REDUCING the growing number of deaths and serious injuries of motorcyclists on the roads of Oxfordshire, Berkshire and Buckinghamshire is the aim of Safer Rider, a new Thames Valley Police initiative.
From April 2002 to March 2003, 37 motorcyclists were killed and 300 were seriously injured on roads in the Thames Valley.
The death toll is rising every year.
The Thames Valley Roads Policing department is launching a programme of education and enforcement to halt the trend.
Red or yellow cards will be given to motorcyclists who are stopped by police. The yellow is for minor offences that warrant advice from police, but not prosecution.
Like a yellow card in football, it is a verbal warning.
This would usually be given for manoeuvers in which the rider could get into danger, but with guidance could change their behaviour and remain safe. The aim is to encourage riders to seek further training through approved training bodies.
The red card is for more serious traffic offences such as careless or inconsiderate riding.
This is not a warning, but a ‘sending off’. The rider who is stopped will be given a choice of either attending a rider improvement course or prosecution.
If the rider chooses the course they will not have to pay a fine or receive penalty points on their licence, however they will have to attend a one day course of theory and practical riding at their own expense.
The courses will be provided by DriveTech, who provide driver improvement and speed awareness courses for Thames Valley Police.
Both red and yellow cards are issued at the discretion of the officer who has stopped the rider.
The scheme will be implemented through routine and targeted Roads Policing patrols.
Throughout the 2004 biking season, co-ordinated road checks and concentrated patrols will be carried out across the South East region of the UK.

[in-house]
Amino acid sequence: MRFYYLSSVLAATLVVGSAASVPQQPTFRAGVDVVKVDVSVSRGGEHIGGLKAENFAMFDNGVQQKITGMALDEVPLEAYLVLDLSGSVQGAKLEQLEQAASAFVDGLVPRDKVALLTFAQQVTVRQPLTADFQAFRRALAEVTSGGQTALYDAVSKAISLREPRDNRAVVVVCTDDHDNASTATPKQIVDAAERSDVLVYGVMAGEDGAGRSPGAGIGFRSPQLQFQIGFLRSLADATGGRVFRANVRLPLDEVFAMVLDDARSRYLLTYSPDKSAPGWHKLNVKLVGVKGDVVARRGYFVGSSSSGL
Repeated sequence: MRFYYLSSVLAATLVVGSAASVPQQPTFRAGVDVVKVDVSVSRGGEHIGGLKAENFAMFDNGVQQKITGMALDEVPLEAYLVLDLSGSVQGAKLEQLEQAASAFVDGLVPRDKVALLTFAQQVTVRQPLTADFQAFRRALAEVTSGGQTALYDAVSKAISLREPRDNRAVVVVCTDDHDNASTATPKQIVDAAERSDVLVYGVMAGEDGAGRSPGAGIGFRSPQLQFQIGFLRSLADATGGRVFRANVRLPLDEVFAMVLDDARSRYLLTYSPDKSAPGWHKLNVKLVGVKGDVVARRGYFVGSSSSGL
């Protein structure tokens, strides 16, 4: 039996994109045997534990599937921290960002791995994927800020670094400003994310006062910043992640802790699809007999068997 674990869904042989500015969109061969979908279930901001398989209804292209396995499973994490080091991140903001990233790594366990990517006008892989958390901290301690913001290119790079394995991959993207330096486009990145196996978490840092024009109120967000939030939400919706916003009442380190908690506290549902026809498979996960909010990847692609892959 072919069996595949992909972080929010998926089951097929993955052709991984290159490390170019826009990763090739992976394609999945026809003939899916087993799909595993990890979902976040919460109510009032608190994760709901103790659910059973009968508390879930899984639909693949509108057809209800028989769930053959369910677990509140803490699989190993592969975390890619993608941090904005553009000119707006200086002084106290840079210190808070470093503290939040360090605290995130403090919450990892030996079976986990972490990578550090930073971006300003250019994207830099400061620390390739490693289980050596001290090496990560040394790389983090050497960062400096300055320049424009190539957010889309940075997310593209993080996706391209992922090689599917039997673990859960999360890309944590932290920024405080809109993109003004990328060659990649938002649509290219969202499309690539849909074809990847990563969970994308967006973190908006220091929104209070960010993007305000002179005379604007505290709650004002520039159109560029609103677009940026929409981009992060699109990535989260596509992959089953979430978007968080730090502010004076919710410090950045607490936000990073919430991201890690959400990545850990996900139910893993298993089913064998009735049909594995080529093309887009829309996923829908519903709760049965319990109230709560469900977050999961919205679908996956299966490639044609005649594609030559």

These operations will focus on motorcycle road safety issues and criminal activity.
The forces taking part in this joint operation are Thames Valley, Hampshire, Surrey, Sussex, Kent and the Metropolitan Police. Each force will carry out operations on identified motorcycle routes, paying particular attention to roads that have been identified as being a collision hot spot and/or having a high offending rate against the road traffic regulations.
Supt Neil Olney, head of Roads Policing, said: “We are committed to making the roads safer for all who use them and this new initiative is one of a number of ways we are tackling the issue of road collisions.
“Too many riders die on our roads. They are among the most vulnerable road users because a motorbike travels as fast as a car but without the protection from an impact a car offers.
“This means the majority of collisions involving motorbikes are either very serious or fatal.
“This initiative is a positive step towards reducing motor-bike collisions both through enforcement and education, and I hope this will be the start of a downward trend in motor-bike fatalities and injuries.”
One Peed Off